Goodnight Moon, Children's book

(photo: wikipedia.org)

Not just authors, but most of us often have to communicate in writing, whether in reports for the office or papers for school or other purposes. But, how readable are our efforts? What readability standard should we strive for? Shane Snow’s recent Contently article began by saying, “Ernest Hemingway is regarded as one of the world’s greatest writers. After running some nerdy reading level stats, I now respect him even more.”

Leaving aside the “world’s greatest” issue, certainly Hemingway is considered one of the most direct and uncluttered authors of the 20th century. This is an assertion that can be tested using the various scales developed to measure the readability of texts. How does he stack up? Snow ran The Old Man and the Sea through one of the most-used readability tools, the Flesch-Kincaid index, and Hemingway’s classic was pegged at a fourth-grade reading level.

He reports results of similar analyses of a number famous authors’ works–both fiction and nonfiction. Among fiction writers, Hemingway’s effort was at the low end of the scale, only slightly less demanding (in terms of readability) than the writing of Cormac McCarthy. Most demanding was Michael Crichton’s work, which scored at almost grade 9. So even the “most challenging” of the 20 or so fiction authors tested required less than a high school education. That isn’t to say that the content of these works was suitable for children in those grades. Just because the words and sentence structure are simple, the meaning may not be.

Test your own work here: Just cut and paste your text into the window and instantly find out how it scores on six different readability measures. (This piece, which seems pretty straightforward to me, tests out at almost the ninth-grade level.)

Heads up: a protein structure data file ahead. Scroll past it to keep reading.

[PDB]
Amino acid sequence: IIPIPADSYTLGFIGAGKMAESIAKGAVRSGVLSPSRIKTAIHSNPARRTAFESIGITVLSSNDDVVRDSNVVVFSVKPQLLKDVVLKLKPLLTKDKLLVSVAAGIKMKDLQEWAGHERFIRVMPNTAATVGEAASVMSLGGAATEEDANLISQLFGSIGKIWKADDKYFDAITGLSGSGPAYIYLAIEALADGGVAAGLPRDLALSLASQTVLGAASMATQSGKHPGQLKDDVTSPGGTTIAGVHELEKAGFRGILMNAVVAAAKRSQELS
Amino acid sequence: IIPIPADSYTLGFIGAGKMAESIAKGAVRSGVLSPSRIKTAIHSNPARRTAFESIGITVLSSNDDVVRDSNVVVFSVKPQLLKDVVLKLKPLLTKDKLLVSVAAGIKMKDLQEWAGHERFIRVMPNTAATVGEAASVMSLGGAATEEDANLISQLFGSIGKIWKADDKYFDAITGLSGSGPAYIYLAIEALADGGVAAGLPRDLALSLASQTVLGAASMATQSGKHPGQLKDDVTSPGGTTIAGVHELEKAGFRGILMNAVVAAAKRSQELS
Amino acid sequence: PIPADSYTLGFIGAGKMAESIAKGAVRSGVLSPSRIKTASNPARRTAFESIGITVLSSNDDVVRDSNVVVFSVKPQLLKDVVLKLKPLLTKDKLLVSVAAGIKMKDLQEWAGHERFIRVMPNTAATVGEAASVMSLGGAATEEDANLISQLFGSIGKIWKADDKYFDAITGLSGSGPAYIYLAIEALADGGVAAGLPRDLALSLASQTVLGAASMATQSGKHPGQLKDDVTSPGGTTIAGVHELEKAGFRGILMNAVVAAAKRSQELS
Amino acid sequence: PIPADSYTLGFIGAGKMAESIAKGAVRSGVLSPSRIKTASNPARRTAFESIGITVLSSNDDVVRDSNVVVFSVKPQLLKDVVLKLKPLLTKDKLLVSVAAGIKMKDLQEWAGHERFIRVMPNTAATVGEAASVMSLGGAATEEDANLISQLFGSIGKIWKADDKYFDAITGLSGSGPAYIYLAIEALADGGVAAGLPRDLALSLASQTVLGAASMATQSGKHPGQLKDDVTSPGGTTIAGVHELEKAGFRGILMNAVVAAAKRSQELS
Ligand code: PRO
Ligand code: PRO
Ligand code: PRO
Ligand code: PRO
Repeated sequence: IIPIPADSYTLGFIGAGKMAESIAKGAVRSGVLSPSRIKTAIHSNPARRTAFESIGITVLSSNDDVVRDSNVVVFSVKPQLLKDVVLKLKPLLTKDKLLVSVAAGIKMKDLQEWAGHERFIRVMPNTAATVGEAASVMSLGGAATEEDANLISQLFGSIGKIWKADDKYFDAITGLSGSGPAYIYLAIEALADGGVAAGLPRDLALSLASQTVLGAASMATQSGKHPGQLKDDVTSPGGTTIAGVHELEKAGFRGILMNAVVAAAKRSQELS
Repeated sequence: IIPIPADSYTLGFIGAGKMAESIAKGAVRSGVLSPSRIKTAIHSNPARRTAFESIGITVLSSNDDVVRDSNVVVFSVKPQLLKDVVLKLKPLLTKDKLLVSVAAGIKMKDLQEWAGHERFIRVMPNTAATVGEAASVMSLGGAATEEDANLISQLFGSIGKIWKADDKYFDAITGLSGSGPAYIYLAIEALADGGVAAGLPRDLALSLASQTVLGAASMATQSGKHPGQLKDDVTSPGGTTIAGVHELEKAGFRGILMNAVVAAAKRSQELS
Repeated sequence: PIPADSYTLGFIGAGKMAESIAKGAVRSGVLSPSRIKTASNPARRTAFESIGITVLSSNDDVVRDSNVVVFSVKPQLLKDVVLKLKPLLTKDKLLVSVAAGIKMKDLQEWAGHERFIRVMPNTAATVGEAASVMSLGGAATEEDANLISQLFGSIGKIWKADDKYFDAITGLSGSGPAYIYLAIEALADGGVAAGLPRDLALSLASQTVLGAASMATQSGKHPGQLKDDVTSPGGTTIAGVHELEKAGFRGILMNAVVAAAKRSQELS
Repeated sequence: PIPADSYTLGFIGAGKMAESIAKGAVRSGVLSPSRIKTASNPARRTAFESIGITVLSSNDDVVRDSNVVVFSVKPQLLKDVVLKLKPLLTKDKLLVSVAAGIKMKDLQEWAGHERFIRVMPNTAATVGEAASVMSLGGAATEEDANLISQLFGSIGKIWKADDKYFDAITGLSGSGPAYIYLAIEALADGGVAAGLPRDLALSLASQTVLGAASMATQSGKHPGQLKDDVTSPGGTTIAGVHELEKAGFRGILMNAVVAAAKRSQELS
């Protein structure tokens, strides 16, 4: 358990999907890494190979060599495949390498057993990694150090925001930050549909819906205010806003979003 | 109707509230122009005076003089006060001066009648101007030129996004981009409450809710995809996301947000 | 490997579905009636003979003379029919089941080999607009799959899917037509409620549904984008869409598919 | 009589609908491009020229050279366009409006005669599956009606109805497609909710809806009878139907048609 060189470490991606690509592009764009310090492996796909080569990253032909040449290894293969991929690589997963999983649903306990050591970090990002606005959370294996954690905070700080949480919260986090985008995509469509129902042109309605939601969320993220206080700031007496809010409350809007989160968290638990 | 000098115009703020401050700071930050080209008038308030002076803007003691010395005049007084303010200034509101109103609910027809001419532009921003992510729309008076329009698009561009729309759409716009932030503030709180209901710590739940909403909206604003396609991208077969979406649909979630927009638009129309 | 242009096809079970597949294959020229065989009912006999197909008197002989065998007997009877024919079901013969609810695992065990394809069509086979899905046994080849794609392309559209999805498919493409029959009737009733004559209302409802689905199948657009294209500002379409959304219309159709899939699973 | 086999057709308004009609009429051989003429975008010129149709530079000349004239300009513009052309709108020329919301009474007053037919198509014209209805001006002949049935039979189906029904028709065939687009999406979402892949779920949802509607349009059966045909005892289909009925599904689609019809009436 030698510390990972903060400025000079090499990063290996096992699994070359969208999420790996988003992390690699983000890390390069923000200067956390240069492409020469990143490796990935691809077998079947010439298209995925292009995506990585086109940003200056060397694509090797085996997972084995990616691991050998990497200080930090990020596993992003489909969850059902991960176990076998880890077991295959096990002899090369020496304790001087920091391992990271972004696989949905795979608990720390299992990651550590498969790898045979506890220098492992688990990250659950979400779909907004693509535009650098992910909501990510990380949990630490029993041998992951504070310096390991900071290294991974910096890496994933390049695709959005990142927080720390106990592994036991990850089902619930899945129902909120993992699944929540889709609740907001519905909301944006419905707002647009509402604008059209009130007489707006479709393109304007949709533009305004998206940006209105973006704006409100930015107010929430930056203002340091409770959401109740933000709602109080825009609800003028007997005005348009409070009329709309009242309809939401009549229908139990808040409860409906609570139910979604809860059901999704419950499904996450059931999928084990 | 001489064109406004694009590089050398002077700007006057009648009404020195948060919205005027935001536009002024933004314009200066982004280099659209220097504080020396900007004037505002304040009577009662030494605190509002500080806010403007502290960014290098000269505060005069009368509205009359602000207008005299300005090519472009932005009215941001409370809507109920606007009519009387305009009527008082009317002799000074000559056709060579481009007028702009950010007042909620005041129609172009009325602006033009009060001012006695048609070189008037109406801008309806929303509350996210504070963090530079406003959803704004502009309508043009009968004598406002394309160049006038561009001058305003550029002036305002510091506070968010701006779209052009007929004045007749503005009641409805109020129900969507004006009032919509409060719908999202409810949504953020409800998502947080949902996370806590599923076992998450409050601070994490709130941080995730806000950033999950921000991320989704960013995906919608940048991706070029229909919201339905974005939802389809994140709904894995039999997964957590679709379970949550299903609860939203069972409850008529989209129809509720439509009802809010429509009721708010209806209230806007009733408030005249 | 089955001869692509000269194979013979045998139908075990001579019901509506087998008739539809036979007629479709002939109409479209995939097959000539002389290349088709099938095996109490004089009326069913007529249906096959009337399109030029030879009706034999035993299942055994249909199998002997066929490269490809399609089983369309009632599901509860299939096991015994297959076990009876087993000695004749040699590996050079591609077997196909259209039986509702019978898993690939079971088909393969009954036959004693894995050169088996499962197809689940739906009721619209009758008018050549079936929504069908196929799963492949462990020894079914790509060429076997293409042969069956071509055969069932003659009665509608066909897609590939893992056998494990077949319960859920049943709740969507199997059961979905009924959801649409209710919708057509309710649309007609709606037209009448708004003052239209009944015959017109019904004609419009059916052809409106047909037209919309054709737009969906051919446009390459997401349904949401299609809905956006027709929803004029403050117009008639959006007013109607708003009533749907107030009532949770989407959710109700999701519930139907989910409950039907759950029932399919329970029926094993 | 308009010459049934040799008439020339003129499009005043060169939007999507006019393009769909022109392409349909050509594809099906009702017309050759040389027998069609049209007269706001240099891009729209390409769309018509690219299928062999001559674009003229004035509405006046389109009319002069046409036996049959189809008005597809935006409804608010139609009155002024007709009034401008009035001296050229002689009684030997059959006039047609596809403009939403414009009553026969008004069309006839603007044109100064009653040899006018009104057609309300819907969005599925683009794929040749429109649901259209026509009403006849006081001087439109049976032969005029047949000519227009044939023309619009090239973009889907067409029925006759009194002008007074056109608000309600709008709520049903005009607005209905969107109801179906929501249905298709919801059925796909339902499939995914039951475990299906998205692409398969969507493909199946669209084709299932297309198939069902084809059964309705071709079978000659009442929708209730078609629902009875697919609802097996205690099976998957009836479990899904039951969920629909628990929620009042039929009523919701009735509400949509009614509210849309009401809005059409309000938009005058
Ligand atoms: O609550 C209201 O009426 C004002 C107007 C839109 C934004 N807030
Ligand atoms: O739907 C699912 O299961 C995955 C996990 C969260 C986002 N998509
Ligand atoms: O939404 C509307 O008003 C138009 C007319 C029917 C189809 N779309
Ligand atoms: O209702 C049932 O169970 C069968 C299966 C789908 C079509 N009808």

I ran a short story I’m working on through the tests, and it came out at grade 6.1, approximately the difficulty of the work of Stephen King and Stephanie Meyer. In another popular measure—the Flesch-Kincaid “Reading Ease” score—my story had a score of 74.2, similar to the work of Dan Brown (holding my tongue), J.K. Rowling’s 7th Harry Potter book, John Grisham, and James Patterson, but easier than work by Tolstoy and David Foster Wallace. In this particular test, Hemingway and McCarthy are both more “readable” than Goodnight Moon.

The most recent national studies, which are now more than a decade old, suggest the average American reads at about an eighth grade level. Inexperienced or academic writers shoot themselves in the foot when they make their writing too complex in an effort to appear more intelligent. This strategy fails miserably, according to the results of experiments published a decade ago and summarized here.

And, even if people can read at a higher than eighth grade level, do they want to? My theory about the booming popularity of “young adult” fiction is that people like it because it’s easy to read. They don’t want to have to slog through a lot of complicated vocab and syntax. Looks like Hemingway was onto something!

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